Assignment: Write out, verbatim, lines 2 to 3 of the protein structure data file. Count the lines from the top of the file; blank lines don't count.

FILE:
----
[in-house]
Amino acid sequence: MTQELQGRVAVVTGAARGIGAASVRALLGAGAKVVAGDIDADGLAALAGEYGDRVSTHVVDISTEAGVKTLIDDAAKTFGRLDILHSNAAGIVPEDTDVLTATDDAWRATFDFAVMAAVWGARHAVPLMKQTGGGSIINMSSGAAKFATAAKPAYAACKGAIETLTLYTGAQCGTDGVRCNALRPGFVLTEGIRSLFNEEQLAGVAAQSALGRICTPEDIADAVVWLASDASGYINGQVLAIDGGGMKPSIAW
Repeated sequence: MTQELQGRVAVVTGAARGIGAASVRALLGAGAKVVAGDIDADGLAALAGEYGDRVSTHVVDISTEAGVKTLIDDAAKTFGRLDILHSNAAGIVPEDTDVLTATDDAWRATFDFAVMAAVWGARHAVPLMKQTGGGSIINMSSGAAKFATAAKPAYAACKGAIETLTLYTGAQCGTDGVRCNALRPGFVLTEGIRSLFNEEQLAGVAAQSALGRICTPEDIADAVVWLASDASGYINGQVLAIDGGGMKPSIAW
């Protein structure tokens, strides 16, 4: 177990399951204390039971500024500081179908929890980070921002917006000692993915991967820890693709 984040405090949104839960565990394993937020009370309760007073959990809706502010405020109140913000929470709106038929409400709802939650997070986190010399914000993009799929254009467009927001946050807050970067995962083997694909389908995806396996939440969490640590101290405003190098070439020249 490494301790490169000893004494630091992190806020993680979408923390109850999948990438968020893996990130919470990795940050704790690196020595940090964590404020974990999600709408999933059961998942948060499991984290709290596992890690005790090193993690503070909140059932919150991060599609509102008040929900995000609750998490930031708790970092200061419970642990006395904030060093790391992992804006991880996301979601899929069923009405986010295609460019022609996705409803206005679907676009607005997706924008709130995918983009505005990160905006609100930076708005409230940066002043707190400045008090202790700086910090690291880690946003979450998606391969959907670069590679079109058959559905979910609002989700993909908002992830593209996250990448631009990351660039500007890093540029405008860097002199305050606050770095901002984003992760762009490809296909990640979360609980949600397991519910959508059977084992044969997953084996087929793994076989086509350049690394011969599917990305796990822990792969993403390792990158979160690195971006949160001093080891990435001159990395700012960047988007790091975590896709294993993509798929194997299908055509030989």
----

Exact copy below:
Amino acid sequence: MTQELQGRVAVVTGAARGIGAASVRALLGAGAKVVAGDIDADGLAALAGEYGDRVSTHVVDISTEAGVKTLIDDAAKTFGRLDILHSNAAGIVPEDTDVLTATDDAWRATFDFAVMAAVWGARHAVPLMKQTGGGSIINMSSGAAKFATAAKPAYAACKGAIETLTLYTGAQCGTDGVRCNALRPGFVLTEGIRSLFNEEQLAGVAAQSALGRICTPEDIADAVVWLASDASGYINGQVLAIDGGGMKPSIAW
Repeated sequence: MTQELQGRVAVVTGAARGIGAASVRALLGAGAKVVAGDIDADGLAALAGEYGDRVSTHVVDISTEAGVKTLIDDAAKTFGRLDILHSNAAGIVPEDTDVLTATDDAWRATFDFAVMAAVWGARHAVPLMKQTGGGSIINMSSGAAKFATAAKPAYAACKGAIETLTLYTGAQCGTDGVRCNALRPGFVLTEGIRSLFNEEQLAGVAAQSALGRICTPEDIADAVVWLASDASGYINGQVLAIDGGGMKPSIAW